So yesterday was the Oscars and Twitter was near-ruined for the day. So many tweets telling you no more than what you would be seeing happen on TV if you had chosen to watch it, perhaps with the addition of sparkling commentary such as “love her hair.” Urgh. So much vapidity. But what’s really caught my eye as been several tweets along these lines: “I’m watch the Oscars with my kids and the actresses are too skinny. I wish they could be good role-models for my daughters.”
Here’s the thing though: They don’t need to be role-models for your daughters at all.
To some extent that’s up to you. You already know the actresses are too thin. That’s unlikely to have suddenly changed since last year. You know that it’s a world (the world of Hollywood and the red carpet, not of all filmmaking of course) which is obsessed with a very specific definition of beauty, of which thinness is a central tenant. And you should surely realise that by making a big deal about it, getting excited, having a night in with your daughters and ooing and ahhing over the red carpet you are communicating to them that this is what really matters. That this red carpet celebrity is the highest order of achievement in our society. That being young and beautiful (and, yes, thin) is a critical component in making it in life.
I don’t mean to get all judgey here. We all have our vices and our distractions. I love sport and will no-doubt end up transferring a sense of disproportionate importance over it to my son, but at least sport has an active component of doing, of running around and being part of a team, even if the sportspeople you see on TV are not good role-models in other ways.
But celebrity culture is a cancer, distracting us from things that really matter by making us care about lives barely glimpsed or understood. Not the art produced by these stars, but the aura of stardom itself. The phenomenon of people being “famous for being famous”, of reality TV devoid of real skills (not competitions like Masterchef but voyeuristic exercises like Jersey Shore or Big Brother) and magazines devoted to the practice of harassment and embellishment, practices you implicitly endorse when you purchase Hello or OK! Or any other celebrity gossip magazines. And most concerningly it manifests in the increasing number of children who, growing up, aspire simply to be “famous.” Not to achieve anything in particular, not even to be rich, which might imply success in a specific industry such as music or films, but, simply, look-at-me, know-my-name fame as an end in itself. And because kids aren’t idiots they understand that there’s a strong correlation between fame and looks.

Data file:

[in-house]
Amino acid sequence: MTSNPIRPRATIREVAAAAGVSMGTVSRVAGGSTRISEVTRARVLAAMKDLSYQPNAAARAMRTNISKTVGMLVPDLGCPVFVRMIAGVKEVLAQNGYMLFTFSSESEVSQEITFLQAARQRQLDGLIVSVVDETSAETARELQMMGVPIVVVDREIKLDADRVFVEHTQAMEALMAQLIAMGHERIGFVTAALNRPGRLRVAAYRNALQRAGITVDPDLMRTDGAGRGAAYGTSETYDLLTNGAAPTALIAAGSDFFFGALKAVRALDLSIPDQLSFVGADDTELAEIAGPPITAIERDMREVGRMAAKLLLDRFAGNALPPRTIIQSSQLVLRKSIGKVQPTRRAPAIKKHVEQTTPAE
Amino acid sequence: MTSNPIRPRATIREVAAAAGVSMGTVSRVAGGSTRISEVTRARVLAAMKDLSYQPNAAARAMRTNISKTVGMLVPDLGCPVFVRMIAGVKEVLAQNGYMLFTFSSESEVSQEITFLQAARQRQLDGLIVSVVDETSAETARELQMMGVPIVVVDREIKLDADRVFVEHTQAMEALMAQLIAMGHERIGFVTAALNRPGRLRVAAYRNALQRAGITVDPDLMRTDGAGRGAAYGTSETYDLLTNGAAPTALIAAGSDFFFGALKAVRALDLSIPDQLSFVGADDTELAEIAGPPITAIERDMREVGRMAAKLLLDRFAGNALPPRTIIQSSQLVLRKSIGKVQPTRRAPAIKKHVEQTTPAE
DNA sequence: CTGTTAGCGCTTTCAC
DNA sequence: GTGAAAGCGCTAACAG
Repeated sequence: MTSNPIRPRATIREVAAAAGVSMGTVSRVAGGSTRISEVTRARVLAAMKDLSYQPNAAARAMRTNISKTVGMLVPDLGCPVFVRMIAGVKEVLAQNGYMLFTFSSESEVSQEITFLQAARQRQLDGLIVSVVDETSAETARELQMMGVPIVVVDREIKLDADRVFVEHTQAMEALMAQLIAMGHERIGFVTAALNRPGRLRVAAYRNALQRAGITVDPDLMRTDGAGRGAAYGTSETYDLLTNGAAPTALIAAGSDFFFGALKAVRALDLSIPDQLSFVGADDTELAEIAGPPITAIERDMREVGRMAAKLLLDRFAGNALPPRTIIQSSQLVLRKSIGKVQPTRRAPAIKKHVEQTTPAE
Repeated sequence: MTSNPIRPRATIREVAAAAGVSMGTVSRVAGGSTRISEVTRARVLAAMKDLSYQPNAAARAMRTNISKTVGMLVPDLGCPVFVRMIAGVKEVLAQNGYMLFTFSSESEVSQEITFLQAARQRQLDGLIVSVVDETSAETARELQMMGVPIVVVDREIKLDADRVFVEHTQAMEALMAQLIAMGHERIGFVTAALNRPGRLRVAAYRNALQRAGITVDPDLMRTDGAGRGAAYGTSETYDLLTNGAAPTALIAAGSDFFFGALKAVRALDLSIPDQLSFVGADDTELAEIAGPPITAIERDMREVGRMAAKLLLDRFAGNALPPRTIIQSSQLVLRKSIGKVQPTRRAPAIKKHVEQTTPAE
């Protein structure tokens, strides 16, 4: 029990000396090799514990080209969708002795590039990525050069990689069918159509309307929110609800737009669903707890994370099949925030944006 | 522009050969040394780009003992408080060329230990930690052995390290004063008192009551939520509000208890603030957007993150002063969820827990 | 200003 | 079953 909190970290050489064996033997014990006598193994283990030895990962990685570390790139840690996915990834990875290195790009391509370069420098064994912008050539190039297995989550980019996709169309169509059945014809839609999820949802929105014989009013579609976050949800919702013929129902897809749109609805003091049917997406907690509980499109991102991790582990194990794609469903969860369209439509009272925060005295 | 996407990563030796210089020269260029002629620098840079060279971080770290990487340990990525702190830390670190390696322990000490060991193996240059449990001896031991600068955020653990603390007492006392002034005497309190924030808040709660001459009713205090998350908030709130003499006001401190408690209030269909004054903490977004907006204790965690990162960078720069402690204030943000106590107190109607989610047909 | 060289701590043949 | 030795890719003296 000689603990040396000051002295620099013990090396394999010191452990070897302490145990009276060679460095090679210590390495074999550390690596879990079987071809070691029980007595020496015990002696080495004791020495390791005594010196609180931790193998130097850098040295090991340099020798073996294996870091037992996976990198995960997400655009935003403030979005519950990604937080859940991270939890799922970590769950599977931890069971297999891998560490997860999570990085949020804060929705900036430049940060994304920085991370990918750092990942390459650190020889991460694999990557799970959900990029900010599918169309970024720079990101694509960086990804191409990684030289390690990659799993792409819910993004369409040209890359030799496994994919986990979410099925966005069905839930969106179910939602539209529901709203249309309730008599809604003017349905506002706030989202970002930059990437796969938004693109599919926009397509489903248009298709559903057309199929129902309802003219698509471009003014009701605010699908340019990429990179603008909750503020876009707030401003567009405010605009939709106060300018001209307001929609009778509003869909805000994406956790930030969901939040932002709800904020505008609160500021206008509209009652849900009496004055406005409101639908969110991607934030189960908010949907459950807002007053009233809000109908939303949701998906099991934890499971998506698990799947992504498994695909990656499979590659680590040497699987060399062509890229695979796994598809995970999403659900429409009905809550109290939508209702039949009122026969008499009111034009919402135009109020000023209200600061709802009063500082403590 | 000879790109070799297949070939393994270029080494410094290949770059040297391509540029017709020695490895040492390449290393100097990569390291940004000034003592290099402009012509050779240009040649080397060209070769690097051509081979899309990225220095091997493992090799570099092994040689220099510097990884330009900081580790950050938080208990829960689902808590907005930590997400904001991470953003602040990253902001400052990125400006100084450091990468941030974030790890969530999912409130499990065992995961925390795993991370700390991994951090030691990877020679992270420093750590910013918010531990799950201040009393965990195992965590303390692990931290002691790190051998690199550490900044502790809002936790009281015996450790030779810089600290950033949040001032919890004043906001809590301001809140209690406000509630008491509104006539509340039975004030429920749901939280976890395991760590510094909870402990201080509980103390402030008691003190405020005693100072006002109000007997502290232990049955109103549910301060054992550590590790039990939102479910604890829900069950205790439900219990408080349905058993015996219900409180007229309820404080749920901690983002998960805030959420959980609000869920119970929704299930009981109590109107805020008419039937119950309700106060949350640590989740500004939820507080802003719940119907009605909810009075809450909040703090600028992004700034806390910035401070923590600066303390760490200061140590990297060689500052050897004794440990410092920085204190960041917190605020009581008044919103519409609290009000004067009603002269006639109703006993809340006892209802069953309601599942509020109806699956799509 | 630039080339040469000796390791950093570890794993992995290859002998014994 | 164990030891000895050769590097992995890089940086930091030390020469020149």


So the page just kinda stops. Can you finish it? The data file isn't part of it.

So if you don’t want your daughters to embrace red-carpet walking super-skinny female actresses as their role-mode then maybe skip the pre-Oscars show. Watch the ceremony, which is at least about artistic output, but skip the bit that is purely and simply about how people look and what they’re wearing. Because your daughters deserve to know that success is about what you produce and the meaning you create, not just your waistline and hair. Our fame-obsessed society will push their values at them no matter what you do, but it’s you inviting it into your living room and communicating to your children that this is what matters.
And if this all seems a bit over-the-top for a light-hearted bit of family evening entertainment, that’s fair enough. I know you work hard and you deserve to switch off a bit and enjoy a spectacle with your family. I totally get that. But accept that it’s not about role-models. Don’t blame the stars, they’re just doing what they’ve got to do to succeed in a system we all contribute to. Find great role-models for your daughters in other places, in changemakers, entrepreneurs, scientists or athletes.
Photo by ebbandflowphotography made available on a creative commons license on flickr.